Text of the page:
This is the Czech version of goulash, as served at the Tábor Restaurant in Portland, Oregon, modified by Ditalini. Traditionally it is served with dumplings, which I’ll include in the recipe, but we serve it with pasta, as shown. The recipe will serve four.
- Servings: 4
- Difficulty: hard w/dumplings, easy w/o
- 3 1/2 cups flour
- 1 tsp dry yeast
- 1 cup whole milk
- 2 eggs, beaten
- 1 tsp salt
- 5 tbsp vegetable oil
- 4 onions, sliced
- 2 lbs beef chuck roast, cut into 2″ cubes
- 12 cloves garlic, crushed
- 4 tbsp sweet Hungarian paprika
- 2 tbsp tomato paste
- 3 cups beef stock
- 1 tsp caraway seeds
- 1 tsp marjoram
- 1/2 tsp kosher salt
- 1/4 tsp ground pepper
- 2 tbsp flour
- 1/2 cup water
In a large bowl mix 1 cup flour with yeast, whisk in milk, let rest 1 hour.
Mix in beaten eggs and gradually add remaining flour. Knead, adding flour or milk if needed. Dough is ready when it’s elastic and doesn’t stick to your hands. Roll dough into two 10″ long, 2″ thick loaves. Let rest 1 1/2 hours, until doubled in size.
Fill a large stockpot 3/4 full of water, add 1 tsp salt, bring to boil. Place both loaves in the pot, bring to boil again, reduce heat to medium, cover and cook about 13 minutes. Take dumpling loaves from pot, pierce sides a few times to keep them from ballooning up, slice into 1/2″ wide dumplings.
Heat 3 tbsp oil over medium heat in a large Dutch oven. Add onions and cook about 20 minutes, stirring occasionally, until soft and golden brown. Remove with a slotted spoon and set aside.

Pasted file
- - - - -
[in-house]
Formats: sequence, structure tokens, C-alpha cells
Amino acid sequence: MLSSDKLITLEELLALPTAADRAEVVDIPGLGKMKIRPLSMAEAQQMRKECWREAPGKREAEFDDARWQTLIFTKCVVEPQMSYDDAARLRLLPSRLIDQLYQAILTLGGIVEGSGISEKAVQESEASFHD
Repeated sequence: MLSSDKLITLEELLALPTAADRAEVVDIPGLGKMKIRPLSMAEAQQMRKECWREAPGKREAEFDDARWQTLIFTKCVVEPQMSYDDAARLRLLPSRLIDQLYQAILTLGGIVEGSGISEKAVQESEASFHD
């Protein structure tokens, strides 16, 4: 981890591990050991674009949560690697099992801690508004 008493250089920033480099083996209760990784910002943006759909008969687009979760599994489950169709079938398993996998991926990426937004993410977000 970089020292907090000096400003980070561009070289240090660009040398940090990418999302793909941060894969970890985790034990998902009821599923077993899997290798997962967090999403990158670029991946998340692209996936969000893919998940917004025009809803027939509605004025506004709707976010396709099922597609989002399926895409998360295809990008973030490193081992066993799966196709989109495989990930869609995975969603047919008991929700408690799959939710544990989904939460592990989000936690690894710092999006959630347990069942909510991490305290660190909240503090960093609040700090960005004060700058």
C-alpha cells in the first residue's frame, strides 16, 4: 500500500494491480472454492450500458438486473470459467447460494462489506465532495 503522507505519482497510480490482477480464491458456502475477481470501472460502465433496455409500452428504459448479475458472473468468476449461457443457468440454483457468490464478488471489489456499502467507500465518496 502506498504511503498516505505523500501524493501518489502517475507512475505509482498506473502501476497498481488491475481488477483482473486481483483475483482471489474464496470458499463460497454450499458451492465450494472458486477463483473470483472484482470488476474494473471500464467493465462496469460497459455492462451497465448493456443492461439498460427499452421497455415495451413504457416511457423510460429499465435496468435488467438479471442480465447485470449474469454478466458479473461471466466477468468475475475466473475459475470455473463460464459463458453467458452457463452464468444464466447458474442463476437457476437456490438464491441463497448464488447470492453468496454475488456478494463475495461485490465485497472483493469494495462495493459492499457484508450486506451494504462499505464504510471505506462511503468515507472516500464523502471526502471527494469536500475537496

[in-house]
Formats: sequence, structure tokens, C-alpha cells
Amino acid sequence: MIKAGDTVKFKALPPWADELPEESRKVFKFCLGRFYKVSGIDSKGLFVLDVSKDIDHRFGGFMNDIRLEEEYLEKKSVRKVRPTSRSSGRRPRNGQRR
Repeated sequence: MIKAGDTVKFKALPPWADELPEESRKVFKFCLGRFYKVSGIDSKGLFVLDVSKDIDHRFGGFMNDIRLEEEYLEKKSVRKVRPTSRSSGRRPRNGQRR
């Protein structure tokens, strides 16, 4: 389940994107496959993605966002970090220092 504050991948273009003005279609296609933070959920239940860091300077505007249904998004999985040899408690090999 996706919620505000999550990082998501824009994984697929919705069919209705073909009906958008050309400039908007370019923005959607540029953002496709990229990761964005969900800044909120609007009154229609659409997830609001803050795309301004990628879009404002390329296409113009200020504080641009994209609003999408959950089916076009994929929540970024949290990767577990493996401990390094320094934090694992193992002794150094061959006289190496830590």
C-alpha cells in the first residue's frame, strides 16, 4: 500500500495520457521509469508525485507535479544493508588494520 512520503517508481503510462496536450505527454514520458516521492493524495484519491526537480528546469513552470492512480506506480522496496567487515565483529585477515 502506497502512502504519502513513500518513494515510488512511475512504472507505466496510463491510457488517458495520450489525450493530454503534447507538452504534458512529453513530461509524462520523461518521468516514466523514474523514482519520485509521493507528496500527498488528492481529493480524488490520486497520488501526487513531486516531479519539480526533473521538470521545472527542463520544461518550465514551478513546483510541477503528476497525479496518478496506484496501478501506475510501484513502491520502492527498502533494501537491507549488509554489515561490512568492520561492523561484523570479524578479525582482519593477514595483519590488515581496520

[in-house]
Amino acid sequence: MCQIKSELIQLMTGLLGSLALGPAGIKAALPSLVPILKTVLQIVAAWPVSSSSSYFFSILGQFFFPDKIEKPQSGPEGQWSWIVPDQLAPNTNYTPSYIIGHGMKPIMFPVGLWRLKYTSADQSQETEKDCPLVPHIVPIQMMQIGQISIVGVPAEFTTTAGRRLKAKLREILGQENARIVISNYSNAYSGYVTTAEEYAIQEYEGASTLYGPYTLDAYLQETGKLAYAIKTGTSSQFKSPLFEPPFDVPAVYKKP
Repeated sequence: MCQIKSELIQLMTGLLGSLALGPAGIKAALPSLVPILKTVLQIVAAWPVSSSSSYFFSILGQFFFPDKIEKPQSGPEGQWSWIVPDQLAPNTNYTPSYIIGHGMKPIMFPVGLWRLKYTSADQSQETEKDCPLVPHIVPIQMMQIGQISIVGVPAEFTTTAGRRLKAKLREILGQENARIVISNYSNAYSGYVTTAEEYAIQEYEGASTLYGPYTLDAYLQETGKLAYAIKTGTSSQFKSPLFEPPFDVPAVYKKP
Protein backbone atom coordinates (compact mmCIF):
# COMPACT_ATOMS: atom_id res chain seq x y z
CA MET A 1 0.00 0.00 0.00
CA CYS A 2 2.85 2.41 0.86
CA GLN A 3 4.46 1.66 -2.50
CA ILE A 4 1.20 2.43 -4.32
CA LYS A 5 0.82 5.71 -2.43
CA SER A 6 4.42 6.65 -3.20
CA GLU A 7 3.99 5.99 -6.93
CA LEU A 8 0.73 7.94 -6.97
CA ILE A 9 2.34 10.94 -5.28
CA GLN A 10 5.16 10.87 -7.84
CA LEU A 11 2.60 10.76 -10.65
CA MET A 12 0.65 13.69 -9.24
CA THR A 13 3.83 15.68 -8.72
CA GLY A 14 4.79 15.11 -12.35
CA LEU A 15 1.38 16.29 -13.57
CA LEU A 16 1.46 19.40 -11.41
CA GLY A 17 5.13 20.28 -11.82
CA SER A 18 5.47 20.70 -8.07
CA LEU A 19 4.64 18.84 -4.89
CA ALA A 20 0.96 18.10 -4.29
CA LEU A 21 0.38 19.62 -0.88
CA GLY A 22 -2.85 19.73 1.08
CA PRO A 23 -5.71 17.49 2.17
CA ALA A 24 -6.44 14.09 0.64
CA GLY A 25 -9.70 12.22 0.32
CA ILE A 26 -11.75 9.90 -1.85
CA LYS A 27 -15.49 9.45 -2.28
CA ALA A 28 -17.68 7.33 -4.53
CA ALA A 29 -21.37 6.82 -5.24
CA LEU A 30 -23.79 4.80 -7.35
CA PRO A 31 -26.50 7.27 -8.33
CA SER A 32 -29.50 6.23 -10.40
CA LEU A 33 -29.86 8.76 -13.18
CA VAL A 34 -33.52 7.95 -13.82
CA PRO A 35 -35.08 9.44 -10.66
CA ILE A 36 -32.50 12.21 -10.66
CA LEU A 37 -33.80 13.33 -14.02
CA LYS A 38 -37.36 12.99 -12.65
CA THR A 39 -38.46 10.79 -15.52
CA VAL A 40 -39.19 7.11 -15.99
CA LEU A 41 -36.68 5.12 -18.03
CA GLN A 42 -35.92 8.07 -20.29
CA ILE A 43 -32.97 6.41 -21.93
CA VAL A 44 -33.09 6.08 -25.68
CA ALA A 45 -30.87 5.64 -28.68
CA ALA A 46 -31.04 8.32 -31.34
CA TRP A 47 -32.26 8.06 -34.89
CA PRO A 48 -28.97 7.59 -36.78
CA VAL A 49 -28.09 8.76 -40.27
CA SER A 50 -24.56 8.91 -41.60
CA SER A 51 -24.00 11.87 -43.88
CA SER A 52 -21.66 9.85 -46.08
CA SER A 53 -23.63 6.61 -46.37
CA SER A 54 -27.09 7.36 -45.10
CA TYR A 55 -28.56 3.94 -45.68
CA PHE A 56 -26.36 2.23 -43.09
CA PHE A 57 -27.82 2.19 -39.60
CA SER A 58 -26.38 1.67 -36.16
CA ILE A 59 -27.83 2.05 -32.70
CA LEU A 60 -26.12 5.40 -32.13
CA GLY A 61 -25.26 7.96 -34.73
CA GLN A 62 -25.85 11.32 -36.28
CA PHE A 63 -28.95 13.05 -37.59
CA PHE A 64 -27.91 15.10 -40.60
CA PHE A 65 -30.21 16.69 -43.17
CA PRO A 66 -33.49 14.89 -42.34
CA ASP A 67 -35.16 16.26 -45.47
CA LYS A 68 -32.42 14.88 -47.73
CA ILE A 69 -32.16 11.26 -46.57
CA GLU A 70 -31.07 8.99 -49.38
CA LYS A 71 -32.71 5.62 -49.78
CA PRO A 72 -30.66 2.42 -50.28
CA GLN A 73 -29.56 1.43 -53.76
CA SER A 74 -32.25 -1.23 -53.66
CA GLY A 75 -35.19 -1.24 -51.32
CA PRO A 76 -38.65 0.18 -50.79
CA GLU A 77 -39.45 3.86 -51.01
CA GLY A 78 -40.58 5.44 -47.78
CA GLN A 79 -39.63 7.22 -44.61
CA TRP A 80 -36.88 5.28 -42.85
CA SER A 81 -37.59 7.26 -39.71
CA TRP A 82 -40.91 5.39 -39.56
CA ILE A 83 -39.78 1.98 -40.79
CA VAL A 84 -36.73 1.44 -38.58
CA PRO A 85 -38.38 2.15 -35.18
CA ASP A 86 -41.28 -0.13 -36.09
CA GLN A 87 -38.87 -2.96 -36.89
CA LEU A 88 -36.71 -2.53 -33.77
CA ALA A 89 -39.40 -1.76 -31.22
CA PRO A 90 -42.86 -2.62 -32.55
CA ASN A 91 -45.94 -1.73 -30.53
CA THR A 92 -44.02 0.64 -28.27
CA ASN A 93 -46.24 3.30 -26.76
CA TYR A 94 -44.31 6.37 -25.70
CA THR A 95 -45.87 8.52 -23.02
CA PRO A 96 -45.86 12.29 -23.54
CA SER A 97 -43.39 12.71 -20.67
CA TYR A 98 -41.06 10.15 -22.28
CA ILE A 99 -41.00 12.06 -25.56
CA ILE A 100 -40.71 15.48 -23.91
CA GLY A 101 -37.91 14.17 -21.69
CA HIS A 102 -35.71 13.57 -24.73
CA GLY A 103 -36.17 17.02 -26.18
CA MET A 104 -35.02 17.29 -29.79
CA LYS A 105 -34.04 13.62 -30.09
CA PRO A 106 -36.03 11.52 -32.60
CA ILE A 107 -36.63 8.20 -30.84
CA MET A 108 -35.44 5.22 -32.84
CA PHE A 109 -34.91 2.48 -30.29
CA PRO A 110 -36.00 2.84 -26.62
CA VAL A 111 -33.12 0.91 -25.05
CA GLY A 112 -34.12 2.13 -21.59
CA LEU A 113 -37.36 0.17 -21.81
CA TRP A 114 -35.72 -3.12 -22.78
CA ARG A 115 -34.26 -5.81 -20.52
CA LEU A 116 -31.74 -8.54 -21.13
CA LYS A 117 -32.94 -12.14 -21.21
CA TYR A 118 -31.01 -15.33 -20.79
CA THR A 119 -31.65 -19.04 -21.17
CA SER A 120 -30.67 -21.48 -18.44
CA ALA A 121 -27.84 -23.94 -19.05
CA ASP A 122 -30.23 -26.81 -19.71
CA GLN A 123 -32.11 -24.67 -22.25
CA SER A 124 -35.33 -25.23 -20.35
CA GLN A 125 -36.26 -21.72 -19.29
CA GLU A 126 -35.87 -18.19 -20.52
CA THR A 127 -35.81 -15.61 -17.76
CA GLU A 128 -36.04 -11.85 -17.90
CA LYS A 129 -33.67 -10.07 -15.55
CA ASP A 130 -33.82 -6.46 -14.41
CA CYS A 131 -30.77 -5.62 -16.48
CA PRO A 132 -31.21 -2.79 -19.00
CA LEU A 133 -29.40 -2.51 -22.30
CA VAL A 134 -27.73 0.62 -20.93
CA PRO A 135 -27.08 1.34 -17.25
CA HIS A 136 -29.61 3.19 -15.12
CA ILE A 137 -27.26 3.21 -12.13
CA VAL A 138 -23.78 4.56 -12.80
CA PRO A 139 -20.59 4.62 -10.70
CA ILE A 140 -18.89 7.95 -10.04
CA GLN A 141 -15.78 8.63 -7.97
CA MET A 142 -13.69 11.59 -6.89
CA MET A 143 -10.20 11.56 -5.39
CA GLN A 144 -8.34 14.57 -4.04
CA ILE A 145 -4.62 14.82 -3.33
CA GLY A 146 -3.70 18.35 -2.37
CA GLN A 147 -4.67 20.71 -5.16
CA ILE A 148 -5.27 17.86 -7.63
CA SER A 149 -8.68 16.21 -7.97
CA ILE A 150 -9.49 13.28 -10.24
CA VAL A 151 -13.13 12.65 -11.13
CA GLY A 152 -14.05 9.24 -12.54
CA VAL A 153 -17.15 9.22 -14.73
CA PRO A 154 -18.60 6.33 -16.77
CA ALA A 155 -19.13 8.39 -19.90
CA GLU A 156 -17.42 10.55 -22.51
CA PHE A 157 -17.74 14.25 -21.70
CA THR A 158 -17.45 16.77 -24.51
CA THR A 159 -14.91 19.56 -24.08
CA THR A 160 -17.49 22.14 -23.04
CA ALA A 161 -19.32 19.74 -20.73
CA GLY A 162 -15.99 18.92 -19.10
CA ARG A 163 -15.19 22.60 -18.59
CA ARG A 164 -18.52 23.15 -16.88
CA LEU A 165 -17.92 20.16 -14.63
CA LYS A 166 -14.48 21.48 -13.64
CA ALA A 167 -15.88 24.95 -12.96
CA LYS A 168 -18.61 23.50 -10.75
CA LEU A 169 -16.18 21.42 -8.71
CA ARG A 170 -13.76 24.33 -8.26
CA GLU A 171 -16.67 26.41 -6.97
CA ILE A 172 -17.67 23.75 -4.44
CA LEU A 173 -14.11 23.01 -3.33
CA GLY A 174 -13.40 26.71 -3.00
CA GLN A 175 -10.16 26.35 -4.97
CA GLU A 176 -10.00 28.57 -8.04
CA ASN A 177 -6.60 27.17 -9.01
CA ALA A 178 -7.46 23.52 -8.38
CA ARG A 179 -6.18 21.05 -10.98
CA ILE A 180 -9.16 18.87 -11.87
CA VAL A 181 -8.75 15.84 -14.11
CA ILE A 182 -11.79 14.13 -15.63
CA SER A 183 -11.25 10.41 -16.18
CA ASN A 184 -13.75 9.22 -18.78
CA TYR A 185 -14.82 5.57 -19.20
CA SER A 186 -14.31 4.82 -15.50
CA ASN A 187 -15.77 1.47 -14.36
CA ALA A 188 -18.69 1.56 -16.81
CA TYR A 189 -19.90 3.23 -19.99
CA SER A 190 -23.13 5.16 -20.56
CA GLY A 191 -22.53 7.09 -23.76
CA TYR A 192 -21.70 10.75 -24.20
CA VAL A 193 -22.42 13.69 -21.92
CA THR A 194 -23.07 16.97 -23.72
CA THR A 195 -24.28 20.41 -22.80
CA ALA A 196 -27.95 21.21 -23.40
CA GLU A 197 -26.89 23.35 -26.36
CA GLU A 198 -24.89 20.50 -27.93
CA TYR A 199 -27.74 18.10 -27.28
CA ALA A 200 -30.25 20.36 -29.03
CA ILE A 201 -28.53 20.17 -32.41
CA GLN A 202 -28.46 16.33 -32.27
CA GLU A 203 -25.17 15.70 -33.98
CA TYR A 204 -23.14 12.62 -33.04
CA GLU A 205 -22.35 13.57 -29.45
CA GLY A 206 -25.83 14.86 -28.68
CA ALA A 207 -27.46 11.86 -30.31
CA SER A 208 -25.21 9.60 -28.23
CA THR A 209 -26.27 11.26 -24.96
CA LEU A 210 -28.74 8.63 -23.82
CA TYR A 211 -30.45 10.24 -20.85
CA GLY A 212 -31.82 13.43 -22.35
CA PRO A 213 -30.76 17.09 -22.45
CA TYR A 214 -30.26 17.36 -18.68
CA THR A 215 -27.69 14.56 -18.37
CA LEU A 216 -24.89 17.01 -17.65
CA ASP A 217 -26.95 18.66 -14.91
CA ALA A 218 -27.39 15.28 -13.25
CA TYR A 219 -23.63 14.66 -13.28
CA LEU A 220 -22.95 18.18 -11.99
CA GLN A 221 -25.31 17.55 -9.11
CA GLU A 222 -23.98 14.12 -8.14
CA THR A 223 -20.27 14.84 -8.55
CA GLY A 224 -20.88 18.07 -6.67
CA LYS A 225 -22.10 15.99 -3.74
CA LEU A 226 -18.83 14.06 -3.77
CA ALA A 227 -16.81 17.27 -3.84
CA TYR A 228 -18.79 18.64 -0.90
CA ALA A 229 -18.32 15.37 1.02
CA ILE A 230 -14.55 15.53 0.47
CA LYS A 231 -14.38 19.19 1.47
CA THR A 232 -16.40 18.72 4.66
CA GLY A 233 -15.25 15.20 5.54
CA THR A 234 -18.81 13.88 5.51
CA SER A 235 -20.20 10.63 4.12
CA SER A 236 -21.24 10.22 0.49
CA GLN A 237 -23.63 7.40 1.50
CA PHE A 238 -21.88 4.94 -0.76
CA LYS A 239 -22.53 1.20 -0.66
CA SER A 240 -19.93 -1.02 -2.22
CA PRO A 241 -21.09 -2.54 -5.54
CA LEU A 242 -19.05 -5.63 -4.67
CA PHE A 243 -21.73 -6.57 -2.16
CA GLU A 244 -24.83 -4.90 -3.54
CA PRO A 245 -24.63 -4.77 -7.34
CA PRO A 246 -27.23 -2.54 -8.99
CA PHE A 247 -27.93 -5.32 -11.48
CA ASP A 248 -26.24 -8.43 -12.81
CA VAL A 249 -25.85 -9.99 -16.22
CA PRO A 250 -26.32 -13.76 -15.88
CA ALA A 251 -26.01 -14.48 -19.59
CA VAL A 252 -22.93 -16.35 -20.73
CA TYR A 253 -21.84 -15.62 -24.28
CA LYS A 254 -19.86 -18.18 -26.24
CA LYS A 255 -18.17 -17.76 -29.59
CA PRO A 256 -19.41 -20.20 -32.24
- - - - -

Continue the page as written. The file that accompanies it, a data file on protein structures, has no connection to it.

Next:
Increase heat to medium high, add 2 tbsp oil, brown meat. Return onions to pot, add the garlic, and cook for a minute. Stir in paprika and tomato paste, cook for 30 seconds, add remaining ingredients. Bring to a boil, reduce heat to low, cover and simmer until beef is tender, about 2 1/2 hours. When cooked, thicken to desired consistency by whisking in small amounts of pre-mixed water and flour, then simmer 5 more minutes.
As you can see, preparing dumplings is a lot of work. Since goulash is traditionally served either with dumplings or pasta, we chose the easier option. We also served it with bread, the better for mopping up the delicious gravy. I think the goulash would be very good with beer substituting for half the beef stock, and Ditalini thinks it would lend itself to crockpot cooking. One last thing: be sure to cut the meat into large chunks, a technique we learned from Julia Child, who said when you cut your meat too small and it cooks down, visually you may as well be eating cat food … cut your beef so that it shows!
About Crouton deMenthe Amateur cook and barbecue fanatic.
Amateur cook and barbecue fanatic.